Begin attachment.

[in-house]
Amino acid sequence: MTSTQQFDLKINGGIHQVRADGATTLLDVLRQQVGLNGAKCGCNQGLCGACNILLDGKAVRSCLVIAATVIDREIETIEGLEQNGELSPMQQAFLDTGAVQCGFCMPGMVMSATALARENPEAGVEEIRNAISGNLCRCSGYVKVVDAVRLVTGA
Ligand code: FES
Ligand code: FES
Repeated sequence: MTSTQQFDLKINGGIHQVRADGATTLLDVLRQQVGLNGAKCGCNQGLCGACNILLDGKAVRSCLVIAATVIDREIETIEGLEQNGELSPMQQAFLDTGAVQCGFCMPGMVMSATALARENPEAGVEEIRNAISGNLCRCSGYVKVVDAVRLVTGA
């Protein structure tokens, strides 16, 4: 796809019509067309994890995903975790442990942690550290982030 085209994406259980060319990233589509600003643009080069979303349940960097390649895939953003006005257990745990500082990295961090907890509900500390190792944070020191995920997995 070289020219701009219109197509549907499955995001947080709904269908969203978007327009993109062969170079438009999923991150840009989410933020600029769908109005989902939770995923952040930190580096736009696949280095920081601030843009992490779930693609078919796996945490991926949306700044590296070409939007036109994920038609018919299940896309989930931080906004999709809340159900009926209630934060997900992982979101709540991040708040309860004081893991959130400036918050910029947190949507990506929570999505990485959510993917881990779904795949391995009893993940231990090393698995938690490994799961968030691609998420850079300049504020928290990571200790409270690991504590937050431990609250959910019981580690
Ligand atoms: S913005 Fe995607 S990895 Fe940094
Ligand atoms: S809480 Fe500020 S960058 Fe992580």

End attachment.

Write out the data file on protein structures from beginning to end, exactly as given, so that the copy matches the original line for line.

[in-house]
Amino acid sequence: MTSTQQFDLKINGGIHQVRADGATTLLDVLRQQVGLNGAKCGCNQGLCGACNILLDGKAVRSCLVIAATVIDREIETIEGLEQNGELSPMQQAFLDTGAVQCGFCMPGMVMSATALARENPEAGVEEIRNAISGNLCRCSGYVKVVDAVRLVTGA
Ligand code: FES
Ligand code: FES
Repeated sequence: MTSTQQFDLKINGGIHQVRADGATTLLDVLRQQVGLNGAKCGCNQGLCGACNILLDGKAVRSCLVIAATVIDREIETIEGLEQNGELSPMQQAFLDTGAVQCGFCMPGMVMSATALARENPEAGVEEIRNAISGNLCRCSGYVKVVDAVRLVTGA
């Protein structure tokens, strides 16, 4: 796809019509067309994890995903975790442990942690550290982030 085209994406259980060319990233589509600003643009080069979303349940960097390649895939953003006005257990745990500082990295961090907890509900500390190792944070020191995920997995 070289020219701009219109197509549907499955995001947080709904269908969203978007327009993109062969170079438009999923991150840009989410933020600029769908109005989902939770995923952040930190580096736009696949280095920081601030843009992490779930693609078919796996945490991926949306700044590296070409939007036109994920038609018919299940896309989930931080906004999709809340159900009926209630934060997900992982979101709540991040708040309860004081893991959130400036918050910029947190949507990506929570999505990485959510993917881990779904795949391995009893993940231990090393698995938690490994799961968030691609998420850079300049504020928290990571200790409270690991504590937050431990609250959910019981580690
Ligand atoms: S913005 Fe995607 S990895 Fe940094
Ligand atoms: S809480 Fe500020 S960058 Fe992580």